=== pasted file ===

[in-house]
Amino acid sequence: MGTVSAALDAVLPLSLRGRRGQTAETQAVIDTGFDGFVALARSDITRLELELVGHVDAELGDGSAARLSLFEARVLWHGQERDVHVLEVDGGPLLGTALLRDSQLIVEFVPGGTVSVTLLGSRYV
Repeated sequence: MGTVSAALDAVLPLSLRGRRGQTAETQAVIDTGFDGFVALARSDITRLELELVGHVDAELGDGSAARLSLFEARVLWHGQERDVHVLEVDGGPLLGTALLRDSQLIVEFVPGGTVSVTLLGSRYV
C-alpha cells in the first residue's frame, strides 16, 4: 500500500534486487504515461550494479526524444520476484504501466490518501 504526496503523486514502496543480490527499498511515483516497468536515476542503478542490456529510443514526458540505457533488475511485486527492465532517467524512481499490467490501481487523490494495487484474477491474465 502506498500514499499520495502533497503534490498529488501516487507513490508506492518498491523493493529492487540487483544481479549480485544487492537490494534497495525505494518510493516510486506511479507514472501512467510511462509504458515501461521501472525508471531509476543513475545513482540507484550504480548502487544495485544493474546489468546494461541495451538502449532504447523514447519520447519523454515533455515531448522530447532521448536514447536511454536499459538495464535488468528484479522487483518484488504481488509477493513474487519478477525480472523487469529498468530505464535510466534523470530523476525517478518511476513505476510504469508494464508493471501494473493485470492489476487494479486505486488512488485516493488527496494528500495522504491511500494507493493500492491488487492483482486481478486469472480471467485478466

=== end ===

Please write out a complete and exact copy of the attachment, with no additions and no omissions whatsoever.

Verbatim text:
[in-house]
Amino acid sequence: MGTVSAALDAVLPLSLRGRRGQTAETQAVIDTGFDGFVALARSDITRLELELVGHVDAELGDGSAARLSLFEARVLWHGQERDVHVLEVDGGPLLGTALLRDSQLIVEFVPGGTVSVTLLGSRYV
Repeated sequence: MGTVSAALDAVLPLSLRGRRGQTAETQAVIDTGFDGFVALARSDITRLELELVGHVDAELGDGSAARLSLFEARVLWHGQERDVHVLEVDGGPLLGTALLRDSQLIVEFVPGGTVSVTLLGSRYV
C-alpha cells in the first residue's frame, strides 16, 4: 500500500534486487504515461550494479526524444520476484504501466490518501 504526496503523486514502496543480490527499498511515483516497468536515476542503478542490456529510443514526458540505457533488475511485486527492465532517467524512481499490467490501481487523490494495487484474477491474465 502506498500514499499520495502533497503534490498529488501516487507513490508506492518498491523493493529492487540487483544481479549480485544487492537490494534497495525505494518510493516510486506511479507514472501512467510511462509504458515501461521501472525508471531509476543513475545513482540507484550504480548502487544495485544493474546489468546494461541495451538502449532504447523514447519520447519523454515533455515531448522530447532521448536514447536511454536499459538495464535488468528484479522487483518484488504481488509477493513474487519478477525480472523487469529498468530505464535510466534523470530523476525517478518511476513505476510504469508494464508493471501494473493485470492489476487494479486505486488512488485516493488527496494528500495522504491511500494507493493500492491488487492483482486481478486469472480471467485478466